- Queuing traffic on every actual stop. NO.
- Stopped to begin a reverse manoeuvre. NO.
- Stalling the car. NO.
As you can see there are a few areas where a handbrake is important. But in general driving then this is not an absolute must. Now this does not mean you must not apply the handbrake. It is more really about whether it is needed in the areas where I have stated as not a requirement. If you are not completely sure then use the handbrake. It is there for you to use to assist you in keeping the car secure once stopped.
5. Pull push steering.
The mandate was changed some years ago on the standard for steering the wheel on a driving test. The pull-push technique used to be the only method of steering the car on driving tests. This has now been superseded and the actual requirement now is you are able to steer the car any way you feel suitable as long as the car is in complete control during a drive. It is advised, but not required and will not be marked down on a test. There are arguments on the deployment of the airbags that pull push will assist less injury if the hands are not crossing when steering. Keep in control of the car and all will be fine.
6. Signalling on every turn.
“Driving: The Essential Skills” and “The Official Highway Code” state that when moving off or stopping you should signal when necessary, so if there is no one to benefit from your signal then it is not required. For example, if you are stopping on the left to park and there are no cars behind, ahead and no pedestrians or other road users to benefit then you do not have to signal your intention to park. That will not form part of your driving test faults at the end of your test.
Turning junctions is slightly different because typically most junctions have poor vision, you can only really see fully down the new road when you get near the junction, as such you will not know if anyone will benefit, as you can’t see if anyone is coming! If that makes sense! Therefore with junctions, it is normally best to give a signal. Sometimes you may forget to signal at a junction and still be fine as the examiner will make a decision on whether it really affected your turning and whether it was needed to benefit other road users.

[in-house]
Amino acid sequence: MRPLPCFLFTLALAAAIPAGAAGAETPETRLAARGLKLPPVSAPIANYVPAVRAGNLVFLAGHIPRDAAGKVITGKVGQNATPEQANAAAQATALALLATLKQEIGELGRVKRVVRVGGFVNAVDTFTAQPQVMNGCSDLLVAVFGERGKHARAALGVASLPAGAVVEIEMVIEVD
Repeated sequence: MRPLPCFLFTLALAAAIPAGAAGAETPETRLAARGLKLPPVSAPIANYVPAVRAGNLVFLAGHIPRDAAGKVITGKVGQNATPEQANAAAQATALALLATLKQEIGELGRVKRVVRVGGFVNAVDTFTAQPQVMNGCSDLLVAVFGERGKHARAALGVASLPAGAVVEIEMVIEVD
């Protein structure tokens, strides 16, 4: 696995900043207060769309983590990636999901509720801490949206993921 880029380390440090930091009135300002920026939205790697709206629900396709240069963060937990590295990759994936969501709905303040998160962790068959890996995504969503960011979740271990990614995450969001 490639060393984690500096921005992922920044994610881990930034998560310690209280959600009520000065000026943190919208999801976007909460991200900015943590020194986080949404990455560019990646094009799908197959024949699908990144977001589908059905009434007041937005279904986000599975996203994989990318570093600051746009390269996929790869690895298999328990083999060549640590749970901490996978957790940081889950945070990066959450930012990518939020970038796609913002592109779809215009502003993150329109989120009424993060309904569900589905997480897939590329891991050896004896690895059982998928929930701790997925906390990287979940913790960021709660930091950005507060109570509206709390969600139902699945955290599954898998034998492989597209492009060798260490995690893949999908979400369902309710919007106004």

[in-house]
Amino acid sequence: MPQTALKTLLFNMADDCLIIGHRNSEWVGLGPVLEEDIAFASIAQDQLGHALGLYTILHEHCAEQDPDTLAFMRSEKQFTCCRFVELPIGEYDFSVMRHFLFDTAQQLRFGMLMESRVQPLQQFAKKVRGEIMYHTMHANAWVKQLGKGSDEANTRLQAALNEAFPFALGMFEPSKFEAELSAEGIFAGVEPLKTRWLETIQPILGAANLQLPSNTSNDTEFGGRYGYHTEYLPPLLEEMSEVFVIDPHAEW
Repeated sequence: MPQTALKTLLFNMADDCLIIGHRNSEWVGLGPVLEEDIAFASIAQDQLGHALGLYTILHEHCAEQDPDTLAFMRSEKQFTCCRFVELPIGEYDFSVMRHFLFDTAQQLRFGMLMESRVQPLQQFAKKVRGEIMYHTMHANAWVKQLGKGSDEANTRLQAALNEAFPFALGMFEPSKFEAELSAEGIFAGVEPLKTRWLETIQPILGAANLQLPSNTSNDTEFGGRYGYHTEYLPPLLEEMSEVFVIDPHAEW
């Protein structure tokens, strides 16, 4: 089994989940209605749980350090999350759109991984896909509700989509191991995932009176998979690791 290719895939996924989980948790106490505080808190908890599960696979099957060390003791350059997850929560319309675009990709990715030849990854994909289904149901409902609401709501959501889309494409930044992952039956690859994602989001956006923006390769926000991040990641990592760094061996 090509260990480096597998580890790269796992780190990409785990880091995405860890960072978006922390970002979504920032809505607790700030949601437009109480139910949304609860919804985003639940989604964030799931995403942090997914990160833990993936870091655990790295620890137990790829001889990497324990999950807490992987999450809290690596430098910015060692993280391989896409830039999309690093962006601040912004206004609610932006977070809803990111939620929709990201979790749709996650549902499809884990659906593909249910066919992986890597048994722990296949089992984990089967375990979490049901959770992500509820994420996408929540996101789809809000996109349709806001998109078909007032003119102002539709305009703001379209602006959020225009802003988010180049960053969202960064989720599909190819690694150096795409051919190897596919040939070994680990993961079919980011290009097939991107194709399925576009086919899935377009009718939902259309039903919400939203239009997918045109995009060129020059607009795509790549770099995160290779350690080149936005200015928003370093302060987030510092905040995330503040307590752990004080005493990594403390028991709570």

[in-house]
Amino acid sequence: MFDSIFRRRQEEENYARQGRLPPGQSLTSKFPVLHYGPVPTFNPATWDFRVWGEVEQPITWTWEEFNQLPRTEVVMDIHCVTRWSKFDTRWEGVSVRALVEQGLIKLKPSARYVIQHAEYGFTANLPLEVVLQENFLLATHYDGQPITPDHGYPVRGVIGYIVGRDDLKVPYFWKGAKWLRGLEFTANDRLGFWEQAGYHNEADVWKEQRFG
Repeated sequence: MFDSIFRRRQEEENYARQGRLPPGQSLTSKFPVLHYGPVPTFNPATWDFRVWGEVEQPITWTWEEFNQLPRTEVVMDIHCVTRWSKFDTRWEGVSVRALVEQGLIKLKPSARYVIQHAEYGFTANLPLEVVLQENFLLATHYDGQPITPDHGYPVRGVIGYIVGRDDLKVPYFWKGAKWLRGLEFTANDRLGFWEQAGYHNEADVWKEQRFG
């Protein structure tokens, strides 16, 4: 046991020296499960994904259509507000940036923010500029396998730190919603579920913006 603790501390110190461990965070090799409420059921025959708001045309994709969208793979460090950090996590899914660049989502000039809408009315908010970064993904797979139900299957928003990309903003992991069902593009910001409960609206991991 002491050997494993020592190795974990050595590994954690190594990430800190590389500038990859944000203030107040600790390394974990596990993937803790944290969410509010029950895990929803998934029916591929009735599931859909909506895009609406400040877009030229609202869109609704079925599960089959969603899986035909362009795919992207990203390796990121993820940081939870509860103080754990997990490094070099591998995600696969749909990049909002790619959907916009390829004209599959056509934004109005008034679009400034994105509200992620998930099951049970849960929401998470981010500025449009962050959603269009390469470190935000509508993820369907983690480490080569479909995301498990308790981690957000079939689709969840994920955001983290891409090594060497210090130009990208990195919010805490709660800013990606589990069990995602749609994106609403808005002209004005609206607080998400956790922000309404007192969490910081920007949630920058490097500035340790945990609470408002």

7. If I go the wrong way will I fail.
Going in the wrong direction to where an examiner has stated or when you are on your independent driving section of your test does not constitute a serious fault unless you go in that direction incorrectly or dangerously. For example, turning into a road which is a no entry one-way system or indicating left on approach to a junction and then making the decision to go straight or right at the last moment probably still indicating left. Going left at a roundabout for instance, when you should have gone straight or right. Do that correctly by signalling left and you will be absolutely fine with no error being marked.
The examiner will put you back on track after this is done. We all make little mistakes and as long as it does not affect your driving or anybody else’s driving. Don’t worry and continue on your journey and there will be no driving test faults recorded.
When on your driving test try to avoid thinking what I should or should not do for the test. Just drive as you would normally, sometimes over thinking things because it is a test can mean you get distracted. Mistakes can happen when this is done. Concentrate on what you are doing next and not what you have already done. Whatever has already been done cannot be rectified. So, leave it in the past and get on with driving the car.
The marking system is very much ’cause and effect’. If you do something and don’t cause a problem then normally you will be fine.
The examiners will very often use discretion when making a decision on driving test faults. Therefore, it could mean you will not fail for something that you think you failed on. Show the examiner that you can recover from a mistake and you may be surprised by the end result.
Remember, not all driving test faults are recorded on the DL25 driving test sheet. So, stay calm and drive as you normally do with your instructor.